In any event, there are ears to tuck hair behind and baseball caps to cover growing-out woes.  So, hair is the least of it. 


In my last post, I wrote about Forrest Church's admonition to "want what you have." This seemed pretty reasonable as I applied it to the wonderful bounty that is my life. But, can I want this body?  I think I can. At least, most of the time. The soft belly is the result of bringing two amazing beings into the world.  The surgical scars are the result of operations, one of which saved my life, and the others of which brought me relief from pain or discomfort.  All of the changes and marks in and on my body are signs of what it took to get me here.  And it’s glad I am to be here. So, I will want what I have -- a body that has carried me this far.  


And I will remember that no one is looking at me, anyway.





Friday, January 1, 2021

WANT WHAT YOU HAVE: Words of Wisdom for the New Year

Want what you have.
Do what you can.
Be who you are.

-       Forrest Church


    On this New Year’s Day, I look forward to a rebirth of kindness and civility with the next administration, along with a waning of the pandemic.  Still, I know that things will not improve overnight, and so, as I wait to see how the next few months will unfold, I take comfort in the above words from the late Unitarian minister and theologian Forrest Church.


    I'm not exactly sure what these words meant to Church, who used them as his mantra, or maybe I have forgotten, as it is a number of years since I came across this quote in one of his books. I have pondered them on and off, though, and here is what they have come to mean to me.


    Want what you have.  These words call me to appreciation and acceptance.  Let's start with appreciation. Often, we are so busy thinking about what we don't have, what we want to acquire, that we don't appreciate what we do have. And, often, we don't appreciate someone or something until we lose them or it. Or, in the words of the old blues song, "You don't miss your water 'til your well runs dry."


    And, oh boy, during this pandemic, have I come to appreciate and long for what I had taken for granted.  Hugging my family and friends. Lunch indoors with a friend.  Dinner at a restaurant with my husband.  Swimming.  Walking through a store without a mask.  Going to the movies.  Traveling to visit someone dear to me.  My volunteer work with hospice patients.  In-person gatherings with my book group.  I will never take these things for granted again. 


    So, What do I still have that I would be loath to lose.  What is the water I would miss if my well were to run dry?  There is too much to list, but here is a start.  My husband.  My daughters and bonus sons and their families.  My friends. My health.  My home.  My garden. Hot, running water.  Central heating.  A full pantry.  Weather-appropriate clothing.  Books.  Puzzles. Writing projects.  Socially distanced walks with friends.  Noting and appreciating these things looks like "wanting what I have" to me. 


    And, yes, I have a lot to appreciate -- more than many, maybe more than most.  There are plenty of people who do not have all or some of what I listed above.  And who could want, for instance, homelessness, a scary diagnosis, a pandemic?  This, I think, is where acceptance comes in.  And by acceptance I do not mean resignation.  I mean not wasting energy on railing against what is, on why-me-ing.  Of course, we will have these and other reactions to awful events, but after a while, we will notice that the awful thing is still a reality, no matter how much we rail. And while we are busy railing, we are not acting.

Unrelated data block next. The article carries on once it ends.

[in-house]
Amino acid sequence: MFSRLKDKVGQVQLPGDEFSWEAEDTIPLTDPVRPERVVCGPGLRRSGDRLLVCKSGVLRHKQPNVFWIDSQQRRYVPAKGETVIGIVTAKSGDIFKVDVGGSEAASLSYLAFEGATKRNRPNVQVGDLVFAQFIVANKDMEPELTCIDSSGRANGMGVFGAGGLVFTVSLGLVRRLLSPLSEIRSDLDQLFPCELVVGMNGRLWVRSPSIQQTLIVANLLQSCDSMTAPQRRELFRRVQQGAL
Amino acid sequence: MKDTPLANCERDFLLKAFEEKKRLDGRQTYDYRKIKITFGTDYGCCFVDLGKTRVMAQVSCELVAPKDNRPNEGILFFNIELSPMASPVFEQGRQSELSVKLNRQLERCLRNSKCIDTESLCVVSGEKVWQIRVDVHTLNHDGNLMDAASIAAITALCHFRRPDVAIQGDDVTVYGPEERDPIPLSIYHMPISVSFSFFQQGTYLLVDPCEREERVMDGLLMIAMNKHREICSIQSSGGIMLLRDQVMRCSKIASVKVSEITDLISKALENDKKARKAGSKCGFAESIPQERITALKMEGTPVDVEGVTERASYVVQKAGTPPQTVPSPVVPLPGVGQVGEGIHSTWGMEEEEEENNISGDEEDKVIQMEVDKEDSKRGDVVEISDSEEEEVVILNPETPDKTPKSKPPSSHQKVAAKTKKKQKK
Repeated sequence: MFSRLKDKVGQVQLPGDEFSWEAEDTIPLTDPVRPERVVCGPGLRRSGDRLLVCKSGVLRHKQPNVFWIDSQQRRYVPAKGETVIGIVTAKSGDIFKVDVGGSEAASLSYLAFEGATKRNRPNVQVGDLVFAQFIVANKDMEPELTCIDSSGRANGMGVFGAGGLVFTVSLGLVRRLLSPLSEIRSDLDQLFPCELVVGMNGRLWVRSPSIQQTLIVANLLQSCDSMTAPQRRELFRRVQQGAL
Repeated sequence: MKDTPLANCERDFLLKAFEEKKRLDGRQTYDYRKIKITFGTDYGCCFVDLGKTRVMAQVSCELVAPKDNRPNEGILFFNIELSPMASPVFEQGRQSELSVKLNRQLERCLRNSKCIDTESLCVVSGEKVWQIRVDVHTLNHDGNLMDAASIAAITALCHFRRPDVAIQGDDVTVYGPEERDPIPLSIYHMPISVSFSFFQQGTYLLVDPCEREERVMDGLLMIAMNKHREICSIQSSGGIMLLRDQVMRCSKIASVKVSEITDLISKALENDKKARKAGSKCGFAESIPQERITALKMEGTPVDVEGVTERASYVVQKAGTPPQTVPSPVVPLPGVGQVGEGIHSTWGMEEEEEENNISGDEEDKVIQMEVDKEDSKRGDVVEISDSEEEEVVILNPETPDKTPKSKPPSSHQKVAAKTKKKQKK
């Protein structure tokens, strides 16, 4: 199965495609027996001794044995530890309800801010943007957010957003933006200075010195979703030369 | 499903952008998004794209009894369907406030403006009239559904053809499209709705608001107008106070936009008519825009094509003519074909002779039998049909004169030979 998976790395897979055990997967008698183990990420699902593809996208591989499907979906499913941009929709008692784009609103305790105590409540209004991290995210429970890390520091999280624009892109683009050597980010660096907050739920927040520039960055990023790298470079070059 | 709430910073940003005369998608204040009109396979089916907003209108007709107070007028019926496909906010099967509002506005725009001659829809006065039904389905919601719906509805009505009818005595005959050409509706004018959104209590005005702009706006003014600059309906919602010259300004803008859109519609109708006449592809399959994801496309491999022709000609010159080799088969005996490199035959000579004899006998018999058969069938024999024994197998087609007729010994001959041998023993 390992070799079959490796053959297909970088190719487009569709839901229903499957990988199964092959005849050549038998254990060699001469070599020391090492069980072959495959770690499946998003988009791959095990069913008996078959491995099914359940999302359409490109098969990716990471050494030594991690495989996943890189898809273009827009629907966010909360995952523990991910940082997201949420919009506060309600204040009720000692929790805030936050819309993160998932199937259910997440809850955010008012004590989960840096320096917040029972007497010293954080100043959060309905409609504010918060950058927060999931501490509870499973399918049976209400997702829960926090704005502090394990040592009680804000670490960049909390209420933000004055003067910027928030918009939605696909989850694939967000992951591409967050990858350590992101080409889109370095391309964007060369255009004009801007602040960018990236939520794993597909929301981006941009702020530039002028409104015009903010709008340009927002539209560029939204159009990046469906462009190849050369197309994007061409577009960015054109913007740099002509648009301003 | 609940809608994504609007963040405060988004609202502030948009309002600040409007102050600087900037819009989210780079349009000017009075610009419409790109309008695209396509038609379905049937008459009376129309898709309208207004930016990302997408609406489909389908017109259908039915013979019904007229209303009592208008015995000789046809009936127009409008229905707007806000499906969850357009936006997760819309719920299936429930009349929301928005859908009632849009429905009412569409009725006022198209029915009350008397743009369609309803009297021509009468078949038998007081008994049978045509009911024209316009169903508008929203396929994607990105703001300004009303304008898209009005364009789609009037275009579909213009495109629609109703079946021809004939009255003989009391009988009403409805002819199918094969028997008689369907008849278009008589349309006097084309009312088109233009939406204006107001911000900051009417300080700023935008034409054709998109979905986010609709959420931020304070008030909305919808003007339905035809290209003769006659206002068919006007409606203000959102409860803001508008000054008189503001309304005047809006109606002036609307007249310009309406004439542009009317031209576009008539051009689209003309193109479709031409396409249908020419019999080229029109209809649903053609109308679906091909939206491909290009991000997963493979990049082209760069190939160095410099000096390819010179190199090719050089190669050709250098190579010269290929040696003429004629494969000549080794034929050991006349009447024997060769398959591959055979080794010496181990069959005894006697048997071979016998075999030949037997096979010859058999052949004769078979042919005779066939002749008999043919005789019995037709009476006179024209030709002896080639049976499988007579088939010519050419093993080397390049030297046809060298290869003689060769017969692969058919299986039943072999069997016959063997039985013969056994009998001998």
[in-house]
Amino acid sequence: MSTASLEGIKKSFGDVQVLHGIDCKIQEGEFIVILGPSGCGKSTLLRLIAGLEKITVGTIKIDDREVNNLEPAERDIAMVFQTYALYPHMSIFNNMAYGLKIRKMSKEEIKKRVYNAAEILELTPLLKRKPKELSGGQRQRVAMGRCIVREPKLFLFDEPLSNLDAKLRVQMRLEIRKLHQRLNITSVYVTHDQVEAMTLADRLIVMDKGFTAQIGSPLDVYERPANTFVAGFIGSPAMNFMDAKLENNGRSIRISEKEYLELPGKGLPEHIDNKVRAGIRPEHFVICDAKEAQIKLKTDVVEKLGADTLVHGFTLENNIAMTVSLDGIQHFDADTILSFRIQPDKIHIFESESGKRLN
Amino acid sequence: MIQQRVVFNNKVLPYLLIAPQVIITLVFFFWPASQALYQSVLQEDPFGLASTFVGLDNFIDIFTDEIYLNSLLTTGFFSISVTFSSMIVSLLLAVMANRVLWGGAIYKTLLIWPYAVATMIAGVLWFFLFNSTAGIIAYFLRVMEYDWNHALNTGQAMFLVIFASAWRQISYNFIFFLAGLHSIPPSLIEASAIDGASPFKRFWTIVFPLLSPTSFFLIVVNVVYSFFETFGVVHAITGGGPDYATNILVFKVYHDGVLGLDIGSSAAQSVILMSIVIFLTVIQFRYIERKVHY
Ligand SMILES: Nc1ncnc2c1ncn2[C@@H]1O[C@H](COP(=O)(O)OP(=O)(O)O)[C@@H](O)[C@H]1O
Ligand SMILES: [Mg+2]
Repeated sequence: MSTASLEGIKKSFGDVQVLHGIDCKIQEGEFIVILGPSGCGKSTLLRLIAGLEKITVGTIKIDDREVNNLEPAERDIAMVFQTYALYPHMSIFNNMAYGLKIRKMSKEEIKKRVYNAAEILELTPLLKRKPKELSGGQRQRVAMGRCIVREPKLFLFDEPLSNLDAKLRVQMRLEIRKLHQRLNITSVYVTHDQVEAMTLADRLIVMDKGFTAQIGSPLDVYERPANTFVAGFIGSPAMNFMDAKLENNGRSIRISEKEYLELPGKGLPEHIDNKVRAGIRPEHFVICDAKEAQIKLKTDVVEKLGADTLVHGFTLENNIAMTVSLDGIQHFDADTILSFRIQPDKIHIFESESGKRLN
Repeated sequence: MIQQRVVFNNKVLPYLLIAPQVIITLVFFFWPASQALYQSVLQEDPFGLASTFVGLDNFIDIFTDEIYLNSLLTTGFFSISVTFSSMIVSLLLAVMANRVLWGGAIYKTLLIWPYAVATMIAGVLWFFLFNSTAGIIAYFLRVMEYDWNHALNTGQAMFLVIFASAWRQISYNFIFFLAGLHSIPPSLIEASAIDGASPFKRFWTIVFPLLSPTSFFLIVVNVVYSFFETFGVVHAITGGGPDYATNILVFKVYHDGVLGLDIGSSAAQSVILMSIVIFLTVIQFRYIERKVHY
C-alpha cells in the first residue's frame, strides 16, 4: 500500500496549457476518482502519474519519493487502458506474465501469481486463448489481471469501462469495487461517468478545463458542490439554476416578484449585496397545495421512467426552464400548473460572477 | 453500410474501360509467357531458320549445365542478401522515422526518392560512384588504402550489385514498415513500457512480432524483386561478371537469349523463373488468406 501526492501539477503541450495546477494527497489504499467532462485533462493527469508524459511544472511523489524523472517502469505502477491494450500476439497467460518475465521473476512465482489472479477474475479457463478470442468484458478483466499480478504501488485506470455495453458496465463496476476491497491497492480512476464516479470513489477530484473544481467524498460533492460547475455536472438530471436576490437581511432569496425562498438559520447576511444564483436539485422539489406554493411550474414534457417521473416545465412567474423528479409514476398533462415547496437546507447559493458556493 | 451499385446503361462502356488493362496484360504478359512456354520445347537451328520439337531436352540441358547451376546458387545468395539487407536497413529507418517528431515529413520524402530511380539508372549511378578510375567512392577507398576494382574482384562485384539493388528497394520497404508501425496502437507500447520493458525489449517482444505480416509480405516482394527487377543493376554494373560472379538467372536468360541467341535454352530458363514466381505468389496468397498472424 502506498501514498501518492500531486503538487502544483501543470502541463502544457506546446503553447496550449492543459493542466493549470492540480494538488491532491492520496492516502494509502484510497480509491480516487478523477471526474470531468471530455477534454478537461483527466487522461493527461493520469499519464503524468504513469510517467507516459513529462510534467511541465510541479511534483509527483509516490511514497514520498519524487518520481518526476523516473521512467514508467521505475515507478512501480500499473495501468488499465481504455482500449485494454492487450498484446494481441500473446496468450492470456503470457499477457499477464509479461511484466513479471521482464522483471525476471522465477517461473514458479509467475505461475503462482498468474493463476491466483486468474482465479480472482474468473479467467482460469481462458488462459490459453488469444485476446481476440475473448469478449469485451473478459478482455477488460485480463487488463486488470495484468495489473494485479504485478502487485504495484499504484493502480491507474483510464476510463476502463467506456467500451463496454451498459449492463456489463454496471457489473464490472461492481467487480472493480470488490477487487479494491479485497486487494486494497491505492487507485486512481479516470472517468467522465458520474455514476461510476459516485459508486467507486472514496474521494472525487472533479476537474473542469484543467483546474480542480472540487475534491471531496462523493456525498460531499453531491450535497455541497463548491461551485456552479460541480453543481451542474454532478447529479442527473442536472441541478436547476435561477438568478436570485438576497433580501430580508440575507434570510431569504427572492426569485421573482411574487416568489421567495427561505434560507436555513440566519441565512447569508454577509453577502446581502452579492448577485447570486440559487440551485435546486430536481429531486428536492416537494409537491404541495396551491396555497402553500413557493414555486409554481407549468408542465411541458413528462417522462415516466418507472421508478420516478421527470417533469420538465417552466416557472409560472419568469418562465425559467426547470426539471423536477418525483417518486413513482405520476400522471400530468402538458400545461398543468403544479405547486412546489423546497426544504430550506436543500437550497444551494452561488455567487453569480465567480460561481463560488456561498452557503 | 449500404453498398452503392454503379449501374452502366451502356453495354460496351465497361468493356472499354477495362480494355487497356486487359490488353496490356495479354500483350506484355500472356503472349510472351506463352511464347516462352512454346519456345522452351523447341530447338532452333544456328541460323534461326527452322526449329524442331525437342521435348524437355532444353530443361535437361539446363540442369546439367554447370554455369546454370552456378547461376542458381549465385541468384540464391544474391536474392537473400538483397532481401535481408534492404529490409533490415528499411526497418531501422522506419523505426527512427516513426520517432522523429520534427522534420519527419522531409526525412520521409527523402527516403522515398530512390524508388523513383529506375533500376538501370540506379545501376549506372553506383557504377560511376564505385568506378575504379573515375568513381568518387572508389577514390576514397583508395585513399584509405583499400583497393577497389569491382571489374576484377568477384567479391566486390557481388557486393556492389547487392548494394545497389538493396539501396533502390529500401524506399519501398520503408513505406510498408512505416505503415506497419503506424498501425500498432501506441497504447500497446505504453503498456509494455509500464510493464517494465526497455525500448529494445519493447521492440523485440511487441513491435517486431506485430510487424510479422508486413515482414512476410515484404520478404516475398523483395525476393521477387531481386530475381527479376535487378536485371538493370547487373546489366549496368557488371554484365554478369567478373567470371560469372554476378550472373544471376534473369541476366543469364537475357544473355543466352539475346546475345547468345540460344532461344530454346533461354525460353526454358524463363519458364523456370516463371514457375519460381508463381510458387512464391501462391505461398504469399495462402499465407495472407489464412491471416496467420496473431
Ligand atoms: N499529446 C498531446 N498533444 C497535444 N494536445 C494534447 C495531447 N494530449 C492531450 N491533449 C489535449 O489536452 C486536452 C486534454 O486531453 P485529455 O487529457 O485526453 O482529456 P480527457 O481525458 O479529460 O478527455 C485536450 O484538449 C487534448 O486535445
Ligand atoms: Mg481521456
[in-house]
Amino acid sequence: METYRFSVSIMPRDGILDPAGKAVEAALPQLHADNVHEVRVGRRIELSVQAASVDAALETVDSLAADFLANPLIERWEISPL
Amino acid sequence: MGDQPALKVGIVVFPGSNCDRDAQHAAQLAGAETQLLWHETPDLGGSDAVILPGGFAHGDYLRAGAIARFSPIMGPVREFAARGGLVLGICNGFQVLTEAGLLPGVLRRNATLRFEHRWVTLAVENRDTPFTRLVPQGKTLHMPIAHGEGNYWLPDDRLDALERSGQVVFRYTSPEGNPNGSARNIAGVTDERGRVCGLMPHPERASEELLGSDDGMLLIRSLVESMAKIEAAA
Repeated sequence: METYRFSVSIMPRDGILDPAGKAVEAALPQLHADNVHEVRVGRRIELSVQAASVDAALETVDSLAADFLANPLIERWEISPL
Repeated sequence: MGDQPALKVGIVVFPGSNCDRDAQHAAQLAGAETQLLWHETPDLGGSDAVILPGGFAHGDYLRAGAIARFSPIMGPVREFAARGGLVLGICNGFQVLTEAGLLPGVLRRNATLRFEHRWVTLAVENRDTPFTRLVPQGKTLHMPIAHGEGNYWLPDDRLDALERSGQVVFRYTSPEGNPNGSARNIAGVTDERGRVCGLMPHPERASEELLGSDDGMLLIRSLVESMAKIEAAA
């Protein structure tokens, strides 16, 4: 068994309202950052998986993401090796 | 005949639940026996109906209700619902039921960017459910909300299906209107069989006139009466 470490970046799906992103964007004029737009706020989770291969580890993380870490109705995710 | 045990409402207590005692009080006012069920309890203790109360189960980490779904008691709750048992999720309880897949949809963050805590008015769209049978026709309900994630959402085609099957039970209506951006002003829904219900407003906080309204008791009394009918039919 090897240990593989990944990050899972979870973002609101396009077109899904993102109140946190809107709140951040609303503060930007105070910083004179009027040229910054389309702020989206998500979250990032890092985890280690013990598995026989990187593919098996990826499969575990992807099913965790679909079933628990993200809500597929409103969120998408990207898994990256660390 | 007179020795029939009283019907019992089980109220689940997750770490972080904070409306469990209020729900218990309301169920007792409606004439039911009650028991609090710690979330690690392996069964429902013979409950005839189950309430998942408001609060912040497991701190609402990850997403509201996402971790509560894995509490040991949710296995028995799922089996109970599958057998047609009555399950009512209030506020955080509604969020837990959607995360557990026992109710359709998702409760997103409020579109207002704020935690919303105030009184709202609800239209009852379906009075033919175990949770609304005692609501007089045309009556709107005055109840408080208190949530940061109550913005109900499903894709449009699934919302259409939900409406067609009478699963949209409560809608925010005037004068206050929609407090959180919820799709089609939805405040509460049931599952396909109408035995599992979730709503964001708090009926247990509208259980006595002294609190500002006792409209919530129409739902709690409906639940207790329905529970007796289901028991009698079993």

Let me hasten to add, I am not suggesting that I am good at acceptance, just that it is something to aspire to.  Here is how the spiritual teacher Ekhart Tolle puts it:  "Accept - then act.  Whatever the present moment contains, accept it as if you had chosen it.  Always work with it, not against it.  Make it your friend and ally, not your enemy.  This will miraculously transform your whole life."


    Ok, so I may not be spiritually evolved enough to accept a pandemic as if I had chosen it or to make friends with injustice, but I get that accepting what is clears a path to try to do something about it.   Which brings us to the next part of Church's mantra.


     Do what you can.  Here is where we tackle the diagnosis, the pandemic, or whatever challenges the world presents. Church's mantra reminds me of these words from the Talmud:  "Do not be daunted by the enormity of the world's grief.  Do justly, now.  Love mercy, now.  You are not obligated to complete the work, but neither are you free to abandon it."  I find this so encouraging.  If I think about the enormity of the work that lies ahead to heal our nation, to bring about racial and social justice, I am paralyzed.  But if I think about one step that I can take and then another, I have the strength to move forward and do my small part.  Same goes for personal challenges.  Find an action.  Take it.  Then find another. 


    Be who you are.  This is the trickiest of the three lines for me.  I guess it boils down to doing what is congruent with my own values, to--following Polonius' admonition, being true to myself and avoiding being thrown off my path by the judgment of others or by shiny, distracting things.  Of course, being true to myself means knowing myself, and this has been the work of a lifetime.  I am getting closer, but the work is ongoing.